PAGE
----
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In India, IITs shift focus to driving industry-sponsored research

By David Schwartz
Published: October 3rd, 2017

The Indian Institutes of Technology (IITs) — the top tier research institutes where most of that country’s faculty innovations emerge from — have started engaging more with industry to drive research partnerships and create new work opportunities for their graduating PhD students, who often have no employment options outside academia.

The new strategic focus is aimed at increasing the percent of total research funding that comes from industry to as high as 50%, from the current 10% to 15%. Examples of the change can be found at IIT Delhi, which is exploring more industry placement opportunities its newly minted PhDs, and at IIT Madras, where five experienced corporate execs have been hired as industry relation advisors to help develop research collaborations. The institute is also incentivizing faculty members to spend two to six weeks a year on industrial sites.

“Very often the industry does not know what we are doing and we do not know what they want. This time we are making a proactive effort to bridge the gap,” said V Ramgopal Rao, director of IIT Delhi. The institute recently held an “Industry Day” on campus where students could connect with industry executives – an event that included prototypes that received feedback on how to make the products more commercially relevant.

“All these years’ research was more publication and possibility driven than industry-driven. Our aim is now to bridge the gap,” said Krishnan Balasubramanian, professor of mechanical engineering at IIT Madras. The institute is in the process of creating an intellectual property management cell with patent agents who will be industry professionals.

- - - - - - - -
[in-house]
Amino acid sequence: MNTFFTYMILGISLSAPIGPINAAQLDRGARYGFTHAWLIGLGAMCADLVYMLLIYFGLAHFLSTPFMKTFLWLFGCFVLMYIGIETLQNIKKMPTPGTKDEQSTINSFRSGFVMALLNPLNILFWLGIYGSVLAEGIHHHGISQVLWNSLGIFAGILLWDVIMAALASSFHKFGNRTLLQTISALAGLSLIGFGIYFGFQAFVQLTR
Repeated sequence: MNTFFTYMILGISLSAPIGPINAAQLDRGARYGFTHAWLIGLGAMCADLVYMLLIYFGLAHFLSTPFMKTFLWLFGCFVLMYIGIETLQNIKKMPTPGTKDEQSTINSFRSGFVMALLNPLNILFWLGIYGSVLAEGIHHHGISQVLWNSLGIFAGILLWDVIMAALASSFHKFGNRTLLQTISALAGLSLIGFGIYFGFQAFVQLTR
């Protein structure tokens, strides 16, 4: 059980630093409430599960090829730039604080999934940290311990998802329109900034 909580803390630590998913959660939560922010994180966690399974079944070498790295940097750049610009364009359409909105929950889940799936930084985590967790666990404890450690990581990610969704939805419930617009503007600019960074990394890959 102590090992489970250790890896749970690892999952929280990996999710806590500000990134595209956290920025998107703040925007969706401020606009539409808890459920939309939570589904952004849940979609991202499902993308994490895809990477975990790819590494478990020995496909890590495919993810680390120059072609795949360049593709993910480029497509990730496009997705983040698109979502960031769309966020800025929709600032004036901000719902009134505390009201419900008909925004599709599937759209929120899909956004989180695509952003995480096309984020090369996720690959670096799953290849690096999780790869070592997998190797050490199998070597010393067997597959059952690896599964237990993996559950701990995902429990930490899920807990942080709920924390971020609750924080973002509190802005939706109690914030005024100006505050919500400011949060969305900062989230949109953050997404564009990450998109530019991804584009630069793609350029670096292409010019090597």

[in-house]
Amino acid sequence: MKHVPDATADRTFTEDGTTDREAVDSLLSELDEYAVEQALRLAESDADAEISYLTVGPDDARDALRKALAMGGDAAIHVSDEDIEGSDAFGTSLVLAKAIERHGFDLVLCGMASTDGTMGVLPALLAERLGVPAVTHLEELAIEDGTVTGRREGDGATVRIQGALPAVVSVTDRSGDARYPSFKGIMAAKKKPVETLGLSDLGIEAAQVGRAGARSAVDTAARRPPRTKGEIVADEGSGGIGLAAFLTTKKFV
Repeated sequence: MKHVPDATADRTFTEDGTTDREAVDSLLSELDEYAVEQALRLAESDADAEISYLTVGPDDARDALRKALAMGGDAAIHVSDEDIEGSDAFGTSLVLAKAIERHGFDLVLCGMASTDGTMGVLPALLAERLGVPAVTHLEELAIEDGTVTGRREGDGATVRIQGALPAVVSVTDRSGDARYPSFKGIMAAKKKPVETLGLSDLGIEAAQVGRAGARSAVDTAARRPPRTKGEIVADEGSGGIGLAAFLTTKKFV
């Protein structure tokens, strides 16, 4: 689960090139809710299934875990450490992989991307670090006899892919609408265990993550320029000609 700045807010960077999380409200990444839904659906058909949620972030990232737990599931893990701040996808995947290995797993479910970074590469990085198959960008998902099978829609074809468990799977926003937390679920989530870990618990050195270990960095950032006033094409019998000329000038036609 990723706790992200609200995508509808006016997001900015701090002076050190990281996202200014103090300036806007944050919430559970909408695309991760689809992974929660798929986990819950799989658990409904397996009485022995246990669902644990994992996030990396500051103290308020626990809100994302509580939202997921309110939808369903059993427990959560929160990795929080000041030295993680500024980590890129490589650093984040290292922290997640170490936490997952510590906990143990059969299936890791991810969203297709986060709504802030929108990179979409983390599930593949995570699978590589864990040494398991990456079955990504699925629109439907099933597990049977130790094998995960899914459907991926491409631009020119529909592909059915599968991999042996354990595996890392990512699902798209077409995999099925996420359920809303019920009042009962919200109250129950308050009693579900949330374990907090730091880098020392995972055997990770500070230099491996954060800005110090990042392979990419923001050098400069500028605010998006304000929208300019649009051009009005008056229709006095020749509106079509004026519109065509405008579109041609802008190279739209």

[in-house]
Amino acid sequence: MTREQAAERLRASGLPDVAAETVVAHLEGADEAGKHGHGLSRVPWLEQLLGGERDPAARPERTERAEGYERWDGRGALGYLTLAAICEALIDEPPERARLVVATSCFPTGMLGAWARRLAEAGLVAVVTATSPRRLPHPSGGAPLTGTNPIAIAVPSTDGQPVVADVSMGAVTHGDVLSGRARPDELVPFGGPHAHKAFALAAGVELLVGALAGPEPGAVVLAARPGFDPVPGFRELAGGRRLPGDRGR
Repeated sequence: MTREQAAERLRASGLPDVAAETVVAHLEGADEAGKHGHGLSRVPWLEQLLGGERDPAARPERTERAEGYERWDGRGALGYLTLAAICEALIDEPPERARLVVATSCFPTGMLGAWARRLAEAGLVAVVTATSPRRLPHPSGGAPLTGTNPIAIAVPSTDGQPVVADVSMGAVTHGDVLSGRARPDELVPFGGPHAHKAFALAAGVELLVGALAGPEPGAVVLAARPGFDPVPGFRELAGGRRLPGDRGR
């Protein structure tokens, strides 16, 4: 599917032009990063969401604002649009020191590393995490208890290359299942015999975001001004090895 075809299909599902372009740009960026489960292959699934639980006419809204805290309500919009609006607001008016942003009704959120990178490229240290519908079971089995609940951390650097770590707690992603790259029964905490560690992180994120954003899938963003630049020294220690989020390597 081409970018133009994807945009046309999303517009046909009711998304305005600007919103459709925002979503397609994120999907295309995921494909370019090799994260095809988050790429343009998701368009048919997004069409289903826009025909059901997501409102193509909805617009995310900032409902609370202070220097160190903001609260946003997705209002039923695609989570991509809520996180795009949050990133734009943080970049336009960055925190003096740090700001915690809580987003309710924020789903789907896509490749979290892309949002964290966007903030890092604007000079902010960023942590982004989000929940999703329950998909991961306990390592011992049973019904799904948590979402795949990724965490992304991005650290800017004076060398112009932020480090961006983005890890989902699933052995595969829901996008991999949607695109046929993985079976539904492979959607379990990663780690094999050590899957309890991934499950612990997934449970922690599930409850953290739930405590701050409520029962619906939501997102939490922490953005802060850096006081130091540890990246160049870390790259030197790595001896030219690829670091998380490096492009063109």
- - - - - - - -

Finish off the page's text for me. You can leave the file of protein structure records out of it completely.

Meanwhile, IIT Kanpur is creating a non-profit company to invite start-ups in campus incubators to get help reaching the marketplace. “All this is to drive more partnership with the private industry,” said Indranil Manna, director of IIT Kanpur.

Industry is anxious to take advantage of the new willingness to partner. There is increasing acceptance that many of the technology solutions available overseas are best suited for conditions outside of India. This has led to the need for adapting research to Indian conditions and to increase academic collaborations to accelerate R&D and innovation.

“Indian industry needs to spend a lot more on R&D and technology. I consider it a prerequisite for India to become a manufacturing economy with high manufacturing value add,” said Pawan Goenka, managing director of multinational conglomerate Mahindra & Mahindra and chairman of the board of governors of IIT Madras.

Goenka said the industry partnership efforts should be viewed as a whole, not as individual projects with their own P&Ls. “Not every R&D project can lead to a successful product, but blockbuster products will emerge in some instances and will pay for all the R&D investment,” he said. “Industry needs to have patience for results and academia needs to travel an extra mile to take research to a point where industry can pick it up.”

Source: The Economic Times

Posted under: Industry-Sponsored Research Week

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